Most biological and psychological processes vary according to a natural rhythm. Many of these variables (including sleep) have a cycle of about a day and are called circadian rhythms. Circadian rhythms influence body temperature, sleep and wakefulness, and a variety of hormonal changes. Sunlight and other time cues help to set circadian cycles so that they are consistent from day to day. Even if we didn’t have time cues from the outside, fluctuations in circadian rhythms would continue to occur within a period of about one day. In most people, the naturally occurring circadian period is about 25 hours, slightly longer than a day! Some people find that their sleep/wake cycles cannot adjust to a 24-hour period, however hard they try. Bedtimes may be very irregular or continue to drift later and later, resulting in a variety of problems similar to those encountered with jet lag.
Circadian rhythms are coordinated by small centers at the base of the brain, the suprachiasmatic nuclei (SCN). This center has connections with other parts of the brain to control the body’s temperature, hormone release, and many other functions. A pathway runs from the eye to the SCN, and light seems to play the largest role in setting the circadian clock. Interestingly, blind people often report problems with circadian rhythms, since it is difficult for them to get the time cues needed to set their circadian clocks. Other factors that may affect the SCN and the setting of the circadian clock include changes in body temperature and effects of a variety of medications.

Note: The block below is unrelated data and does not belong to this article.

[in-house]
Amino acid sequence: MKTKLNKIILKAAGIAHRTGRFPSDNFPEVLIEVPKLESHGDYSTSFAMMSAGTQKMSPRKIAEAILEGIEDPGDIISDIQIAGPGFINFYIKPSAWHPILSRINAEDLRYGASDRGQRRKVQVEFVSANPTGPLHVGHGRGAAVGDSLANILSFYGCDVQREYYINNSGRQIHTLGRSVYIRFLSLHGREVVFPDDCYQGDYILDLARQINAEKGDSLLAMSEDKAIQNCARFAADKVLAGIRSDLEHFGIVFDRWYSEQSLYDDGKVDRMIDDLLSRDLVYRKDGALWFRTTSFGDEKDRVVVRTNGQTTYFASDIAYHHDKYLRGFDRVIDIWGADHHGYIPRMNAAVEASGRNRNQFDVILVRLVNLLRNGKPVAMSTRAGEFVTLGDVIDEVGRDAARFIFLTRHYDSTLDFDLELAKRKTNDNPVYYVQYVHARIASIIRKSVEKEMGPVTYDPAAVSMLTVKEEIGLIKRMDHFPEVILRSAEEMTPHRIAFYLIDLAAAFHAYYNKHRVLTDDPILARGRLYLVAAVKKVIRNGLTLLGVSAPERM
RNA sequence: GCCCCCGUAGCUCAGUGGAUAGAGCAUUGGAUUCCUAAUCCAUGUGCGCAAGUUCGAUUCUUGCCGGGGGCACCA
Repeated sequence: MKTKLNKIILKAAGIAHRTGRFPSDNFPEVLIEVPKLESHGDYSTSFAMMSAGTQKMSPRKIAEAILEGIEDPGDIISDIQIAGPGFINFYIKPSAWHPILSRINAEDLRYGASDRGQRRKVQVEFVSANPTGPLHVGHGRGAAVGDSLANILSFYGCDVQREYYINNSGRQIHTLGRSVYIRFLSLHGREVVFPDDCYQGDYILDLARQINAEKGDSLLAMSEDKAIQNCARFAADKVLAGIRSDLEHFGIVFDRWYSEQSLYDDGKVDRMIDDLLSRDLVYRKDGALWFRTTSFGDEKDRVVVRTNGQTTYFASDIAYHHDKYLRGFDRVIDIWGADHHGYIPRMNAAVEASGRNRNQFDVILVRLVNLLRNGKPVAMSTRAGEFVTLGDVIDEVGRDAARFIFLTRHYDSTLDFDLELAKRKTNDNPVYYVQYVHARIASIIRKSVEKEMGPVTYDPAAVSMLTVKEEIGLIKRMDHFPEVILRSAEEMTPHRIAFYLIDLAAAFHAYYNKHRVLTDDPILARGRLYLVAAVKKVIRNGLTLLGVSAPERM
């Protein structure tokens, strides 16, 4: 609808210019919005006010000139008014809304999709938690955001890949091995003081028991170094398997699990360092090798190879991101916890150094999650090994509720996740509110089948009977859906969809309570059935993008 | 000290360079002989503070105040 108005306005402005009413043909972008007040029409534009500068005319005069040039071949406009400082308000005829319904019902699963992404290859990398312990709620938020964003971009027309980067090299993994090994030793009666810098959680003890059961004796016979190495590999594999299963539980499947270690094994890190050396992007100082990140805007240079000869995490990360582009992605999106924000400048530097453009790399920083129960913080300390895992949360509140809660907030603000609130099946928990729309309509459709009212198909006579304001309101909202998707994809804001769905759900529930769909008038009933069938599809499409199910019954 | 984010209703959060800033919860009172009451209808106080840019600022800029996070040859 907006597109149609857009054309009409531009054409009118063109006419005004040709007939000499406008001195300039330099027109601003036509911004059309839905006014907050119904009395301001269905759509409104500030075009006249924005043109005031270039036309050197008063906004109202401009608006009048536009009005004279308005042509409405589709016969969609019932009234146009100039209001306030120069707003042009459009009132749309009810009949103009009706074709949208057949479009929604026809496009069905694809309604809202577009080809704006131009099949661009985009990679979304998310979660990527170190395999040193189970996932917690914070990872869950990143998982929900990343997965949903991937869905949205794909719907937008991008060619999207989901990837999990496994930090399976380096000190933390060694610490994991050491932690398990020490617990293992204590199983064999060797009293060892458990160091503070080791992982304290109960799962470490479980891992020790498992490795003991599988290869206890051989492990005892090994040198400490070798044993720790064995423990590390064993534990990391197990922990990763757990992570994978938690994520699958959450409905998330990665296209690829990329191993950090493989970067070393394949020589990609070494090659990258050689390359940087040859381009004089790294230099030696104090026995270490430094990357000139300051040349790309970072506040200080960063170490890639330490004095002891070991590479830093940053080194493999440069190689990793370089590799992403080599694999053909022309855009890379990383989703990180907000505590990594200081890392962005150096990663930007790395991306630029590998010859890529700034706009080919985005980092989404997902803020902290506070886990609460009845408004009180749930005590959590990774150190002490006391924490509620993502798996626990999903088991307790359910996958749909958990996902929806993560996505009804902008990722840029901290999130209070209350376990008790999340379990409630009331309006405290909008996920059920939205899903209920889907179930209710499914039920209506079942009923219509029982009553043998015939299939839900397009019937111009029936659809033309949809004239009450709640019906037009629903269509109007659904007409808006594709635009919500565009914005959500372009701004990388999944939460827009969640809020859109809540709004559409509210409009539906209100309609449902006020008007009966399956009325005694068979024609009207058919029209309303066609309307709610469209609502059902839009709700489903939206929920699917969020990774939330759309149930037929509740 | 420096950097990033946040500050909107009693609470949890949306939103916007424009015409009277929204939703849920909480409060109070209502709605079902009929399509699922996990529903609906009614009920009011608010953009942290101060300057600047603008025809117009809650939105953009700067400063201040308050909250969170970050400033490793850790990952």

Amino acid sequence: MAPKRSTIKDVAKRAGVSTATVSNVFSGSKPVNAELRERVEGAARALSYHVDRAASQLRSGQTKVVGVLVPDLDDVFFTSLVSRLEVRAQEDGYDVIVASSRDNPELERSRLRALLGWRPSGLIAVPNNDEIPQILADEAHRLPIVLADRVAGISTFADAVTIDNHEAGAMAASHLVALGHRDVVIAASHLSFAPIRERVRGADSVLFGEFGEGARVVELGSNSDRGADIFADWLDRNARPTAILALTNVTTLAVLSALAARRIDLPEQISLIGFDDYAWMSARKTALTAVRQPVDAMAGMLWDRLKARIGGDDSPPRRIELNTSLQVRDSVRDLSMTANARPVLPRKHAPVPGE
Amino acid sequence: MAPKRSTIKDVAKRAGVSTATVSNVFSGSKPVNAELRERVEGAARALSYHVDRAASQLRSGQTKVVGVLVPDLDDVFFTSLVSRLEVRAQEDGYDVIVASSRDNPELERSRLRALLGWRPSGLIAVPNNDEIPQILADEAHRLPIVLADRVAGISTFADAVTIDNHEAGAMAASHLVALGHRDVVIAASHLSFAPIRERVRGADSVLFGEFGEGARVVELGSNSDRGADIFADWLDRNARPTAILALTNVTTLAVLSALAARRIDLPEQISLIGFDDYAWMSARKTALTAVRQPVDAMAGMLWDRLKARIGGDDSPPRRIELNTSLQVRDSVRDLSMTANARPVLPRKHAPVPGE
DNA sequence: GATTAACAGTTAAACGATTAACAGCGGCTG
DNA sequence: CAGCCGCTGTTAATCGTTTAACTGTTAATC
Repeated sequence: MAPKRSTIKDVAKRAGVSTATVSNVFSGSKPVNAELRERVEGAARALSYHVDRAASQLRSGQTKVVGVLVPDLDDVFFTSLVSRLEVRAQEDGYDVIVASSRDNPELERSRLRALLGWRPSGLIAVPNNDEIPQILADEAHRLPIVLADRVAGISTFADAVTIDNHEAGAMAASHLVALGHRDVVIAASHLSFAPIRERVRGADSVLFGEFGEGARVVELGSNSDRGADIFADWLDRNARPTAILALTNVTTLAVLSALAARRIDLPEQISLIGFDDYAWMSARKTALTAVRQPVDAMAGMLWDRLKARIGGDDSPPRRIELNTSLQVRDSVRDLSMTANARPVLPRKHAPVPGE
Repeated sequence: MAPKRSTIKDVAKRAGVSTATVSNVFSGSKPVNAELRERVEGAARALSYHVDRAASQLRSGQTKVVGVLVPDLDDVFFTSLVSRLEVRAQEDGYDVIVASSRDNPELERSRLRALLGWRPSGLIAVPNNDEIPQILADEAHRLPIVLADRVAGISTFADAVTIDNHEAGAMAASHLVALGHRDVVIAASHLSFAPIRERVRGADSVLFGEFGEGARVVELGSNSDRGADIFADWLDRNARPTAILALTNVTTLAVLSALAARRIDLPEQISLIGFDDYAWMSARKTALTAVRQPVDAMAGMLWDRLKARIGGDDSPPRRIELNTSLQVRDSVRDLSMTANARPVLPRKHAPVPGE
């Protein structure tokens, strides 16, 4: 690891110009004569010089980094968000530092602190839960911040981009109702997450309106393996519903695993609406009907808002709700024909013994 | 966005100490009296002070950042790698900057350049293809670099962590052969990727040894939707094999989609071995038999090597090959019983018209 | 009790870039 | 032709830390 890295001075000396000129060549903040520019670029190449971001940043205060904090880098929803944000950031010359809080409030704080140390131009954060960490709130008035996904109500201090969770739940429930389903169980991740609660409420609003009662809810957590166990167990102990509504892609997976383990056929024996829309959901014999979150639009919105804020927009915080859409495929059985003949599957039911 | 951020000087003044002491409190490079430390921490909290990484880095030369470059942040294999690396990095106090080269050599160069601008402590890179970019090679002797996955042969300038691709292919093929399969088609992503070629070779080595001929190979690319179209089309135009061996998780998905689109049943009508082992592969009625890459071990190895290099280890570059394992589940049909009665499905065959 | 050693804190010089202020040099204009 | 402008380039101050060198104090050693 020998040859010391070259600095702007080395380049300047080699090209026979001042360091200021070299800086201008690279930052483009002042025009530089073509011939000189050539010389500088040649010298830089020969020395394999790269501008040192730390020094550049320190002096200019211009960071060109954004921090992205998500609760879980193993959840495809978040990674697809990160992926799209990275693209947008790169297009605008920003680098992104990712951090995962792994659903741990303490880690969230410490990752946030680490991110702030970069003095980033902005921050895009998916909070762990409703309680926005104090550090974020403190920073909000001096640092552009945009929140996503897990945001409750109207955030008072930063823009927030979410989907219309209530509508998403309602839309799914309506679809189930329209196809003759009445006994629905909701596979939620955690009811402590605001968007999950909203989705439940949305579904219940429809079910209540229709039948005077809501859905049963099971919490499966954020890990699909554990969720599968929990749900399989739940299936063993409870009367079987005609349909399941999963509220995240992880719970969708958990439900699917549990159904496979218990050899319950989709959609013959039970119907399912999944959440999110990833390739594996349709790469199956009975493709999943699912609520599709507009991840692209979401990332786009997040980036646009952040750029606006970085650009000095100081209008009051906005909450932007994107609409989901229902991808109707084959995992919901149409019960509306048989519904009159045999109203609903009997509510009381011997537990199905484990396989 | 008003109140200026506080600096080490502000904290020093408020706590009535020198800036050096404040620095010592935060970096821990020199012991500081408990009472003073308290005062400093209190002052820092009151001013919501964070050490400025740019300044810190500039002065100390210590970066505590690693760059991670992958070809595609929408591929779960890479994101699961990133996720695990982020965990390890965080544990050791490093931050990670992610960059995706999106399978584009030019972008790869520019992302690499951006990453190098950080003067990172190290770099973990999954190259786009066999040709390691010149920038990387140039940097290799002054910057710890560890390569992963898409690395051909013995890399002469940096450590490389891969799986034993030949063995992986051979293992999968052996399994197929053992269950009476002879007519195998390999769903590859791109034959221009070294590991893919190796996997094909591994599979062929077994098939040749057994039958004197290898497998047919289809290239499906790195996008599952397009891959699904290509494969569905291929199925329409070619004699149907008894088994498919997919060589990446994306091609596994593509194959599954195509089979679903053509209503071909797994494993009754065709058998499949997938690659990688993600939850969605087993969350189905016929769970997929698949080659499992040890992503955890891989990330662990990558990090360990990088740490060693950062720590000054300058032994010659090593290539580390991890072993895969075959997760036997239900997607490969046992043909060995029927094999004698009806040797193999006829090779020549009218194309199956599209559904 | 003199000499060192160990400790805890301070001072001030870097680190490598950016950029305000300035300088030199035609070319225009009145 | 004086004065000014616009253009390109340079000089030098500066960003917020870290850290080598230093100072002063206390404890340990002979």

In healthy people, the various circadian rhythms are “in tune” like the many instruments of an orchestra. Body temperature, for example, starts to rise during the last hours of sleep, just before waking up. This seems to promote a feeling of alertness in the morning. In the evening, body temperature decreases in preparation for sleep. A drop in temperature also occurs in most people between 2:00 and 4:00 p.m., which may explain why many people feel sleepy in the early afternoon. Although it has not been proven that changes in body temperature determine our sleep habits, there does appear to be a relationship between the two.
Disorders of circadian rhythms
Occasionally, certain circumstances or factors can cause the “circadian orchestra” to go out of sync.
The most widely experienced circadian problem is jet lag, which occurs when a person travels across several time zones. A typical flight from the United States to Europe, for example, often produces jet lag symptoms that can last for a week or longer. These include insomnia, daytime sleepiness, indigestion, irritability, and poor concentration. Some people require up to a week to adjust to new time cues; some adapt more quickly, depending on the number of time zones involved.
Circadian problems for shift workers
Shift workers are those who work nontraditional hours, such as night shifts or rotating shifts. These workers often face problems similar to jet lag without ever leaving home. People who work the night shift have to adjust to an unnatural schedule of working while others are sleeping and sleeping while others are awake. In addition, they may not get the same amount of sleep during the day as daytime workers do at night because of interruptions such as noise, sunlight, and increased room temperature.
People who work rotating shifts often find it difficult to get enough sleep, since their work schedules change frequently. Certain adjustments to the sleep schedule can help make this transition easier. On the last few days of the evening shift, workers should delay bedtimes and wake-up times by one to two hours. As the night shift begins, workers will already be well on the way to adapting to the new schedule.
Tips for coping with jet lag and shift work